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Two bright ideas ignite education movements

By Team ISTE 9/28/2016
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Every movement begins with an idea, and many ideas are sparked by chance. Like when a couple of people interact with each other on Twitter or a group decides to keep in touch after meeting at a professional event.

That’s what happened with the wildly popular edchats and edcamps. A few people began sharing ideas with each other and decided to expand the audience. Today, both edchats and edcamps are held globally and participants aren’t hesitating to tweak them to fit their own needs (and time zones).

A few provocative questions sparked the edchat movement

It all started when three educators — Shelly Sanchez Terrell, Tom Whitby and Steven Anderson — connected on Twitter, and hit it off. Whitby admits he liked to stir things up by asking provocative questions. All three had good-sized followings on Twitter, and because of the way Twitter works, any of those followers could get involved in the discussions. Eventually, Whitby suggested that the three set up a specific time and date for one of these education-related discussions. Sanchez Terrell came up with the hashtag #edchat, and on Tuesday, July 30, 2009, they held their first formal discussion.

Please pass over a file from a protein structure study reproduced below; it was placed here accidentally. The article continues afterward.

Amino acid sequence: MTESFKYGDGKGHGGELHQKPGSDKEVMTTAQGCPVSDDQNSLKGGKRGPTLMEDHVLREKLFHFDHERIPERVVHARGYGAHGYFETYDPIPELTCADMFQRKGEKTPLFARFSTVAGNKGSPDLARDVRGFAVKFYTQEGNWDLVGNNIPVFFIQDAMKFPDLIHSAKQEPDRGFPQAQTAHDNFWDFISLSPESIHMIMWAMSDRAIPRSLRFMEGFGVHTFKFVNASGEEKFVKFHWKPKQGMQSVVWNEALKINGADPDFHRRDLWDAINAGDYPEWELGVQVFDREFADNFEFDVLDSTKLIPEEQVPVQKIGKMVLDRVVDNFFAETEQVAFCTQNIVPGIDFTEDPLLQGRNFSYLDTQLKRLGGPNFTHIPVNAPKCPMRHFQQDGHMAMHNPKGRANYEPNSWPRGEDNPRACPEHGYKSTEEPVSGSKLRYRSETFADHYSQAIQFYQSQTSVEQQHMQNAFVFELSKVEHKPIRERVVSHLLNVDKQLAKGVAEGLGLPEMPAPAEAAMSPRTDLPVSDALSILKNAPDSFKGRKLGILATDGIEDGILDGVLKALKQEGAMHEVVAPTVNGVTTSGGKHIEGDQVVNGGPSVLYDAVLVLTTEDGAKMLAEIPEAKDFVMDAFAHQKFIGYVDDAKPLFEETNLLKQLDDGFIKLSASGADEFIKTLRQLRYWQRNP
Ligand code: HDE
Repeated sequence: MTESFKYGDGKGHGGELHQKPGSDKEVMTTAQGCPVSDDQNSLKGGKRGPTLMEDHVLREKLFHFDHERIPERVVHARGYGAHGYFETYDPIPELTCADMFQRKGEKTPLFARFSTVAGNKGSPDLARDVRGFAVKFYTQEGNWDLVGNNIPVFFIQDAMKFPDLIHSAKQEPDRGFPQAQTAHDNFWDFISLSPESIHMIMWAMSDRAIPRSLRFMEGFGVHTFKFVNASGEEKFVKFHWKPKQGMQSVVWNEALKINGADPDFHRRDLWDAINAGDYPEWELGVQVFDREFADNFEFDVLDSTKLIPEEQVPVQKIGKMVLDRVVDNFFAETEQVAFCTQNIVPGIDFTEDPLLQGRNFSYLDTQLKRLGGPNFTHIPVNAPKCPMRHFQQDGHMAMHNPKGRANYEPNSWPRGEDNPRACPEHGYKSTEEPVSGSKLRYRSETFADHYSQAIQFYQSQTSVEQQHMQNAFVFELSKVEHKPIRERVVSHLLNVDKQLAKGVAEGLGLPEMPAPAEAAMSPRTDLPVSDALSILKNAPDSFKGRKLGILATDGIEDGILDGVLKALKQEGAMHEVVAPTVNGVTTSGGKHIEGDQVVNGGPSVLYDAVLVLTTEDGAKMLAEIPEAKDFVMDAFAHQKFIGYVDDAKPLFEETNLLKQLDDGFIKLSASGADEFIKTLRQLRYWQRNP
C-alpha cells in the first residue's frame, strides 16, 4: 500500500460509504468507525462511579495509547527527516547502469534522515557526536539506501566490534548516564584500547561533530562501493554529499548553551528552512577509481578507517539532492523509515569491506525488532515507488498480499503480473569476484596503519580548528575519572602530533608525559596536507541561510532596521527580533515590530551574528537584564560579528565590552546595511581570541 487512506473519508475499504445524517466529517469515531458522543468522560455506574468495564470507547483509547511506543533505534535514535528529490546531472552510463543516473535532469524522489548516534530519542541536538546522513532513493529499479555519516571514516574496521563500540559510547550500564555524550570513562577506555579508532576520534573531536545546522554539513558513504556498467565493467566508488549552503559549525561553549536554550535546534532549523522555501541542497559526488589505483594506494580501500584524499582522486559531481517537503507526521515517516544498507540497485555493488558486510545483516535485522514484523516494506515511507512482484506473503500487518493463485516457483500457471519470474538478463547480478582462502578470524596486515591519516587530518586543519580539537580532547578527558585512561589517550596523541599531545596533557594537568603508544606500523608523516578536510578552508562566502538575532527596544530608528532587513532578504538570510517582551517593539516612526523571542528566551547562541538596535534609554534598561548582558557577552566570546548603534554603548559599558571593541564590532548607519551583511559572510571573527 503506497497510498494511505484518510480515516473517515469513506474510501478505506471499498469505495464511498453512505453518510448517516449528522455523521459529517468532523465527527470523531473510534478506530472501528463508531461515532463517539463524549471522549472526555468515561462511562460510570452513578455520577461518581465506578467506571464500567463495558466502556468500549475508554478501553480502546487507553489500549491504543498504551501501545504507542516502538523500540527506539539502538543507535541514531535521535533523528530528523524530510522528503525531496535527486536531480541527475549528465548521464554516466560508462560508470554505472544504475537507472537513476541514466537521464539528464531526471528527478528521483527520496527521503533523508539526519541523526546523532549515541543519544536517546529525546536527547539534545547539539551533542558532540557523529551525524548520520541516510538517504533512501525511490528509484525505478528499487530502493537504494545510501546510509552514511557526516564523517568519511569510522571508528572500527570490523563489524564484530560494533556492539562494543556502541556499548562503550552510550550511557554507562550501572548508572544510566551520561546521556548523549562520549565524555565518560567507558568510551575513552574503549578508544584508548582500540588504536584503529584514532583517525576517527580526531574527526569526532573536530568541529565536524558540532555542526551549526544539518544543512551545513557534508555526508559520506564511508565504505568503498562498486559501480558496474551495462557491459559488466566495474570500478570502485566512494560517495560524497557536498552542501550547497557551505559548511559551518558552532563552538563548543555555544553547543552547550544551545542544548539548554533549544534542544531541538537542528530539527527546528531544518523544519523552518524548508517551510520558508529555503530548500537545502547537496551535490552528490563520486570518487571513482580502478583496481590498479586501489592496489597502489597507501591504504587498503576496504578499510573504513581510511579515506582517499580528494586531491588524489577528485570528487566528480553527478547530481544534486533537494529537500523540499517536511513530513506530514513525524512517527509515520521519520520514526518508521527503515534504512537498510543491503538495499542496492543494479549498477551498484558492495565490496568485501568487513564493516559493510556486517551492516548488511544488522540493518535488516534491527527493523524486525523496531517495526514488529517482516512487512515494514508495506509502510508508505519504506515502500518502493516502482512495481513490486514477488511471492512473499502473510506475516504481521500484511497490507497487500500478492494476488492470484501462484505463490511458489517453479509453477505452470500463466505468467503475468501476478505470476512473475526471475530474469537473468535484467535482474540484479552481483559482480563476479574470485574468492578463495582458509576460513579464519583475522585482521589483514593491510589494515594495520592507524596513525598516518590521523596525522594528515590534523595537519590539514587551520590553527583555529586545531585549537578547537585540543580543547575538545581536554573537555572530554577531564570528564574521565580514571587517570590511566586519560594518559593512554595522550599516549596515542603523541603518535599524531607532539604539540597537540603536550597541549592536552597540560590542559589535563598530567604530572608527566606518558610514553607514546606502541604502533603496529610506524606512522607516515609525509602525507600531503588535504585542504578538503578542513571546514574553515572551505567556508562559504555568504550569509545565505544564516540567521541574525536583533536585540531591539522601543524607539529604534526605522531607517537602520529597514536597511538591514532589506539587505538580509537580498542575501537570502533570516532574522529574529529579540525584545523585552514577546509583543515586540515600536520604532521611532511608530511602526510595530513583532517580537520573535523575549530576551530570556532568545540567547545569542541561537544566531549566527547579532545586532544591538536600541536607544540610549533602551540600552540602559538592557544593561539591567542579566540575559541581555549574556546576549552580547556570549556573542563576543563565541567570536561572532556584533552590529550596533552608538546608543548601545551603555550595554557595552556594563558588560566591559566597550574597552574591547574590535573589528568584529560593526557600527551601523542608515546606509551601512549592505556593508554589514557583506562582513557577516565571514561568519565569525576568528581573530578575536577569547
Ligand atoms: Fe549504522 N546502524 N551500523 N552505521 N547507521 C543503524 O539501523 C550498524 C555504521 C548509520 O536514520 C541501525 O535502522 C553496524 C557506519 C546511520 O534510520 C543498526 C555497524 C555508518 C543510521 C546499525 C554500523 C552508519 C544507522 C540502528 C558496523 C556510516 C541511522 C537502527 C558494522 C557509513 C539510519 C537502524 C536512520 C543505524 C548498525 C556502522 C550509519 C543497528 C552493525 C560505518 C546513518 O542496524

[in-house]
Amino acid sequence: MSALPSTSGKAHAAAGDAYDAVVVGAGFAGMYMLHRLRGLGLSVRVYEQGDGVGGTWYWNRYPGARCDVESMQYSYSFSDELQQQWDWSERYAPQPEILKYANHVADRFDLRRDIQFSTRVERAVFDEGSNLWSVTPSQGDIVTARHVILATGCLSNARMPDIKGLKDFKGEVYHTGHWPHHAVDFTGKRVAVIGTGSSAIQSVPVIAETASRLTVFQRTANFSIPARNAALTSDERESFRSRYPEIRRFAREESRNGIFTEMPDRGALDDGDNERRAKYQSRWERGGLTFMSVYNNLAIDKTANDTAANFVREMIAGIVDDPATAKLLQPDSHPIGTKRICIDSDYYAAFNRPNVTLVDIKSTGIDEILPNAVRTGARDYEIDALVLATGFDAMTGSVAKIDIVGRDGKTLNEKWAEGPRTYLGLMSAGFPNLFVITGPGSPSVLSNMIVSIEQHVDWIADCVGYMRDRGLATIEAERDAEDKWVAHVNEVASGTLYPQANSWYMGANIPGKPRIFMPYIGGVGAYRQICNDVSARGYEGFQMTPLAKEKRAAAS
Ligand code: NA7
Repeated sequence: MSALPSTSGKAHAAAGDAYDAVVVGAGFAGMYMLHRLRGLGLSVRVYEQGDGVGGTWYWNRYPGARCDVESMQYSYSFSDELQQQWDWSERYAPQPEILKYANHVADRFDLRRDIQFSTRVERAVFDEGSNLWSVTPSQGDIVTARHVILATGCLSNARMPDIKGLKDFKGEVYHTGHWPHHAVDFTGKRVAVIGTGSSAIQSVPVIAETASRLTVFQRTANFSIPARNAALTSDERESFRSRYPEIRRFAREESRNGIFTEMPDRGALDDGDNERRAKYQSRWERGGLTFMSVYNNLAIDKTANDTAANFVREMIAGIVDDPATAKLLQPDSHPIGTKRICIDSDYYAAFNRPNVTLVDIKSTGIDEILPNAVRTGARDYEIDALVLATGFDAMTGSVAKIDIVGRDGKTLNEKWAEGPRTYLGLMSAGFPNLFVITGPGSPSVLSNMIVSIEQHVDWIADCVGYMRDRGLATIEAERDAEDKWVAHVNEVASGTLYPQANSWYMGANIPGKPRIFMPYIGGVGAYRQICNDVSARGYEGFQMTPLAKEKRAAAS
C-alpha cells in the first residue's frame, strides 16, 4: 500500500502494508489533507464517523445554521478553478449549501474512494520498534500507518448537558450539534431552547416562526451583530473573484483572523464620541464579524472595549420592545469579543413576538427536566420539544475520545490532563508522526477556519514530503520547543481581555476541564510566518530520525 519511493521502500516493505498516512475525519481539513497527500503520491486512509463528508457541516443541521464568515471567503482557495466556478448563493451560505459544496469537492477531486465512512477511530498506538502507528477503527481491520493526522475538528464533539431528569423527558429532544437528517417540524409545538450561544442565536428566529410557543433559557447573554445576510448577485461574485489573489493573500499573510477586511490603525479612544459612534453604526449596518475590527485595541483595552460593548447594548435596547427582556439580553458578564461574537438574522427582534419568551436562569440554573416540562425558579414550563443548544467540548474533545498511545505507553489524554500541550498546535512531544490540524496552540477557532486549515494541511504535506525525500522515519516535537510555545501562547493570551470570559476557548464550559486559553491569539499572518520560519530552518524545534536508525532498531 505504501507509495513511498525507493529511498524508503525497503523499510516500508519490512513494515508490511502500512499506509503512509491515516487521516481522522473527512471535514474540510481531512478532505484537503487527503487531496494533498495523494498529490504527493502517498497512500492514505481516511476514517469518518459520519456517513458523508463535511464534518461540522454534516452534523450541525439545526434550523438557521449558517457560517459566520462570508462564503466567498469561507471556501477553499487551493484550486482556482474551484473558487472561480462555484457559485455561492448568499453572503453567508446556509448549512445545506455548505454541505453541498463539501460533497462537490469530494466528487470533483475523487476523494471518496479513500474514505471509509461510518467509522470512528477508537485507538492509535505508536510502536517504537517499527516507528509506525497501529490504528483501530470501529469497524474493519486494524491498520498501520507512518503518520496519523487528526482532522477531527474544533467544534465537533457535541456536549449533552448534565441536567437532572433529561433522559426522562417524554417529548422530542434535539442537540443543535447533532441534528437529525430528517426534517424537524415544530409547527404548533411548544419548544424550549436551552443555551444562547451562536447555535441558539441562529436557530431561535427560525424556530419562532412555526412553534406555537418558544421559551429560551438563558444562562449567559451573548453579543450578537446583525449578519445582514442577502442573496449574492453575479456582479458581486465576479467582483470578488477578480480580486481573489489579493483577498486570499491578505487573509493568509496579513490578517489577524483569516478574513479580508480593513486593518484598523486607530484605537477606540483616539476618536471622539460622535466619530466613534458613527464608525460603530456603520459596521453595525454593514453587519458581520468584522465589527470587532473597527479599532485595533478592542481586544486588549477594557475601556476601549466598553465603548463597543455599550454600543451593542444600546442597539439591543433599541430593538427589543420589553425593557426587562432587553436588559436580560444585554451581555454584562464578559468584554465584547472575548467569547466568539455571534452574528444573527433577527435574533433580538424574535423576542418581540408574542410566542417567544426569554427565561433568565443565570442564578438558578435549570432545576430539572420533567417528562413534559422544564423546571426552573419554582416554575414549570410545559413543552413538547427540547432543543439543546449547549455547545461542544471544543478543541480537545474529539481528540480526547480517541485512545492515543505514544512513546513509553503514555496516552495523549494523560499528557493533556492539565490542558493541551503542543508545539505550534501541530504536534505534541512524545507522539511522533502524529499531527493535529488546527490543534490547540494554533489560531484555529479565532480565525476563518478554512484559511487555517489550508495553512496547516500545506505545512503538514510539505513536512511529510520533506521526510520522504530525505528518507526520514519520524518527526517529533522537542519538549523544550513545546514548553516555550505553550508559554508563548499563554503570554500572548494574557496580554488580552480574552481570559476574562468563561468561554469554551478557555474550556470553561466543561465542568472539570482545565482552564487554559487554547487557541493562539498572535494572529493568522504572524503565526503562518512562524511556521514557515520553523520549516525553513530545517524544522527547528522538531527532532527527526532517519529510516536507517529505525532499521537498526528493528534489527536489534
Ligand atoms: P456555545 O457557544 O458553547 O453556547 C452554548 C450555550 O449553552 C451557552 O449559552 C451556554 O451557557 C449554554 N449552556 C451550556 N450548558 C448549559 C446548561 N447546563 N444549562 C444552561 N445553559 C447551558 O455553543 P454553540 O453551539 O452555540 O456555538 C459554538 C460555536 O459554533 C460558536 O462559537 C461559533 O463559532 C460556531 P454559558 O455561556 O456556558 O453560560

It was an instant hit. Edchats occurred every Tuesday evening (Eastern time) and it wasn’t long before they added a chat seven hours earlier (noon Eastern time) to accommodate other schedules and time zones.

You can’t please everyone with those times, Whitby says, but it made edchats more accessible to educators in Europe, Asia and Australia. The Tuesday chats keep with one topic each, based on a weekly poll of potential topics.

Since edchat started in 2009 hundreds of new education-related Twitter chats have taken off.

Watch the video below to learn more about edchat and then read on to find out how edcamps got their start.

 

  

Edcamp redefines teacher professional learning

It was one of those “we should …” kinds of conversations and it took place after a group of educators attended a BarCamp, an ad-hoc unconference centered on tech topics. As Kristen Swanson writes in an EdTekHub article, “After experiencing the passion, sharing and excitement that surrounded the event, a handful of other educators and I decided it was too good to contain. We exchanged contact information and, on Skype calls over a period of months, tweaked the design and adjusted the BarCamp concept to accommodate teachers and administrators.”

This new concept was called edcamp and ground rules were that the event had to be free, participant-driven and not influenced by vendors. After the first edcamp in 2010, attendees excitedly shared their enthusiasm about the experiences on social media and other outlets. Soon, edcamps were formed across the U.S. and eventually worldwide.

Changing the face of professional learning

Initiatives like edchat and edcamp are successful, in part, because they are free and accessible to most educators. Whitby thinks one of the secrets to their success is that they add transparency to what’s going on in education.

“For most educators, education is isolated,” he said. “Educators do things inside their classrooms, but they don’t really know what other educators are doing.”

Forums like edchat and edcamp allow educators to learn from each other. It validates what educators are doing, while opening up new concepts and ideas.

This is an updated version of a post published on Jan. 18, 2016.

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